Pathogenicity tests were conducted as follows. We purchased and seeded 30 healthy bulbs in Wagner pots (one bulb per pot). After 4 months, the plants were artificially inoculated with PDA blocks containing fungal mycelia and sclerotia. Five isolated fungi including KACC 48132 were cultivated on PDA medium for 7 days. Mycelial mats (1 cm2) containing mycelia and sclerotia from the five fungal isolates were placed near each purple wood sorrel bulb, and plants were placed in a greenhouse. The plants slowly faded and died within 7 days of inoculation, exhibiting unusual vigorously growing mycelia. On the lesion, white mycelia and brown, round sclerotia formed (Fig. 2c). To fulfil Koch’s postulates, the fungal pathogen was re-isolated from the lesions and its fungal morphological characteristics and ITS DNA sequences were confirmed.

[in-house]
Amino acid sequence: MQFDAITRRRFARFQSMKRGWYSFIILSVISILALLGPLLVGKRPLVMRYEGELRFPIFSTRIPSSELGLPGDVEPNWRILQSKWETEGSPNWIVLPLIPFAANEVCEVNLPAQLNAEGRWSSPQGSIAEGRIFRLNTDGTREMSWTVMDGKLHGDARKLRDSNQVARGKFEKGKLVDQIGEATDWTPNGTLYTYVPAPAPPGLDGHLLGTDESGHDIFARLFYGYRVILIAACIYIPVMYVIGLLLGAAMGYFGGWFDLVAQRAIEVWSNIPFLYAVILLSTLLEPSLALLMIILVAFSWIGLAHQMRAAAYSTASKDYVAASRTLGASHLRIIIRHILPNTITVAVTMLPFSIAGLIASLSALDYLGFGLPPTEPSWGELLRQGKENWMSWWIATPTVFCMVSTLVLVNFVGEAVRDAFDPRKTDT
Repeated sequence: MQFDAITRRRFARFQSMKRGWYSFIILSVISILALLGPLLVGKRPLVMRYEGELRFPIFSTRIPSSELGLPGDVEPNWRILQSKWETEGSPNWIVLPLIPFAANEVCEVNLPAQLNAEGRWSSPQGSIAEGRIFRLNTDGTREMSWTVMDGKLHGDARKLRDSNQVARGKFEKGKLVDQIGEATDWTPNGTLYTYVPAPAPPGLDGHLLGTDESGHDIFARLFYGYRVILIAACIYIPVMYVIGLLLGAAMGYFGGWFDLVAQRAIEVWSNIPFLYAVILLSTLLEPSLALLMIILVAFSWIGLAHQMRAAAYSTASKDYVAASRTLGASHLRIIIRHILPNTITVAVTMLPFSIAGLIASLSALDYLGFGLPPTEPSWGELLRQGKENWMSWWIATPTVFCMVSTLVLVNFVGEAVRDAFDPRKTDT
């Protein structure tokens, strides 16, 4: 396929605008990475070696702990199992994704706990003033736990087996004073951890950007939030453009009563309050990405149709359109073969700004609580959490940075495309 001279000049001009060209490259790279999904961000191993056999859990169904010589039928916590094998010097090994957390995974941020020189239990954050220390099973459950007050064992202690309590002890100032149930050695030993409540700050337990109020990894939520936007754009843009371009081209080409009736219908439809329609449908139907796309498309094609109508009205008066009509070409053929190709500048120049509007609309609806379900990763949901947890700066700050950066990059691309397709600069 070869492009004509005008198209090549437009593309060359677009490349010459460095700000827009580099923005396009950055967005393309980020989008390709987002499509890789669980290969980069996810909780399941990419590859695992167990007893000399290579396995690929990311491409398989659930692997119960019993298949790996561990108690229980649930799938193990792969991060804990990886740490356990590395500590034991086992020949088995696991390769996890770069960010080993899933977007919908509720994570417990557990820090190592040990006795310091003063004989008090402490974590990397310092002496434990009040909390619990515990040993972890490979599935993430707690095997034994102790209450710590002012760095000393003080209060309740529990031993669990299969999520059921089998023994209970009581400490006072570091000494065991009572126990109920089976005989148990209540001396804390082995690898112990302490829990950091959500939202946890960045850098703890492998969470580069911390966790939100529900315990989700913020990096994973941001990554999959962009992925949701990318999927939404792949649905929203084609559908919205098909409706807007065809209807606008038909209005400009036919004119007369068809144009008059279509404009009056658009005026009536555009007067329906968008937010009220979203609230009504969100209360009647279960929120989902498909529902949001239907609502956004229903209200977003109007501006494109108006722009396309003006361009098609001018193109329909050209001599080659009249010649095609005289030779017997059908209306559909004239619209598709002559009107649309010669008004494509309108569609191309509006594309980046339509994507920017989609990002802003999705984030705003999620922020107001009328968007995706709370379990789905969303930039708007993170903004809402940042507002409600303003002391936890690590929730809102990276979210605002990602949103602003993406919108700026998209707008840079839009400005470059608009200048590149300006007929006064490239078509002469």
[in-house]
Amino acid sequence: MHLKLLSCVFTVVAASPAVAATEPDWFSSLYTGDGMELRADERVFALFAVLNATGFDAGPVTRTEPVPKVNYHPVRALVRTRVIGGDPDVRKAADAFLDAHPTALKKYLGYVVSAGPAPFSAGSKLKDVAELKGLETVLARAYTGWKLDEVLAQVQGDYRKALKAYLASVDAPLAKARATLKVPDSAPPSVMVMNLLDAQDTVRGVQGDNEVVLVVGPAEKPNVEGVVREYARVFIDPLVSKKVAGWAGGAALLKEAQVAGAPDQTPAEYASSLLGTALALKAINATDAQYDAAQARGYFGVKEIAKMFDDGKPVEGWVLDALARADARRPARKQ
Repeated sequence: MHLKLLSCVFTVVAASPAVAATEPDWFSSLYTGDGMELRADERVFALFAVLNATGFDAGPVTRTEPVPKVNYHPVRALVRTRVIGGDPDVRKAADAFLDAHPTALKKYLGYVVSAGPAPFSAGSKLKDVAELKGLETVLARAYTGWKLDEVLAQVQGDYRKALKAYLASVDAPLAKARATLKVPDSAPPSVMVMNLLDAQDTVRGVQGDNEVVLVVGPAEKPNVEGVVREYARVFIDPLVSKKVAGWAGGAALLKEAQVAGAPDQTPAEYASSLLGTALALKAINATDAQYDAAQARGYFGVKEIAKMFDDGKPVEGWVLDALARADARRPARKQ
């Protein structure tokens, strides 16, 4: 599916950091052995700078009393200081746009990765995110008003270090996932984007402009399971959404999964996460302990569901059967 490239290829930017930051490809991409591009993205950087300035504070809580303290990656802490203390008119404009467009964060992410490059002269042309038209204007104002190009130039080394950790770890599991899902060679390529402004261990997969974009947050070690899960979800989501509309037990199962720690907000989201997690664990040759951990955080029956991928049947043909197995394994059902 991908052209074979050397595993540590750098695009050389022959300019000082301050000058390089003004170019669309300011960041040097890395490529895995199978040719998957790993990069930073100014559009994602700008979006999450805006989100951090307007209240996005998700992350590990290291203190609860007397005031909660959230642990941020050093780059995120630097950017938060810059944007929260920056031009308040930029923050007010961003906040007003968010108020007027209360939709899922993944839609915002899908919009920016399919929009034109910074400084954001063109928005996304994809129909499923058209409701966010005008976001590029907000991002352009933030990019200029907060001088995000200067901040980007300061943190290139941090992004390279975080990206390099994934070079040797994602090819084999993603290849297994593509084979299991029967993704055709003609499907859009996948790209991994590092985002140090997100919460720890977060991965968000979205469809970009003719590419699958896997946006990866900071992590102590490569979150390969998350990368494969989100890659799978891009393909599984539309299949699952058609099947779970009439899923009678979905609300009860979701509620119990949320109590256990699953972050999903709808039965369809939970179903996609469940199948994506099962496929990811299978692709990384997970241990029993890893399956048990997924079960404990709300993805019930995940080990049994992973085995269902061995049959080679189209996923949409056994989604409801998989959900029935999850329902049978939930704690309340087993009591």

To identify the pathogen, total DNA from the representative fungal strain KACC 48132 was extracted and primers ITS1 (5’-TCCGTAGGTGAACCTGCGG-3′) and ITS4 (5’-TCCTCCGCTTATTGATATGC-3′) were used for polymerase chain reaction (PCR) as described by White et al. (1990). The PCR conditions were 10 mM Tris-HCl (pH 8.3), 50 mM KCl, 1.5 mM MgCl2, 200 nM dNTPs, 10 pmol primer, and 0.1 unit of rTaq DNA polymerase (TaKaRa). The PCR reaction conditions were predenaturation (98 °C, 2 min), denaturation (98 °C, 30 s), annealing (55 °C, 30 s), and extension (72 °C, 30 s) for a total of 30 cycles, and finalization (4 °C, 4 min). The amplified PCR products were electrophoresed on 0.8% agarose gel, stained with ethidium bromide, and confirmed by UV transilluminator. The confirmed bands were isolated and purified using the QIAquick PCR purification kit (Qiagen), cloned into the pGEM-T Easy cloning vector (Promega), and sequenced using M13F and M13R primers (Macrogen). The resulting 687-bp fragment of the ITS rDNA sequence was deposited in GenBank (Accession No. MH571744) and was analyzed using the BLASTN program for fungal molecular identification. The ITS rDNA region was 99% homologous with A. rolfsii, which causes rot in Hosta plantaginea (HM355751) and Allium tuberosum (JF966208) (Kwon et al. 2010). Phylogenetic analysis was performed using MEGA software (ver. 4.1) employing the neighbor-joining method and the Tajima–Nei distance model (Tamura et al. 2007). The nucleotide sequence of the obtained ITS rDNA region was compared with those of reported ITS sequences in the National Center for Biotechnology Information (NCBI) nucleotide database for reference. The sequence alignment of the ITS rDNA region was performed using ClustalW software. Previously published ITS sequences of A. rolfsii strains were included for reference, and Sclerotinia sclerotiorum (EU082466) was used as an outgroup. In the phylogenetic tree, the fungus isolated from purple wood sorrel was placed within a clade comprising reference isolates of A. rolfsii (Fig. 3).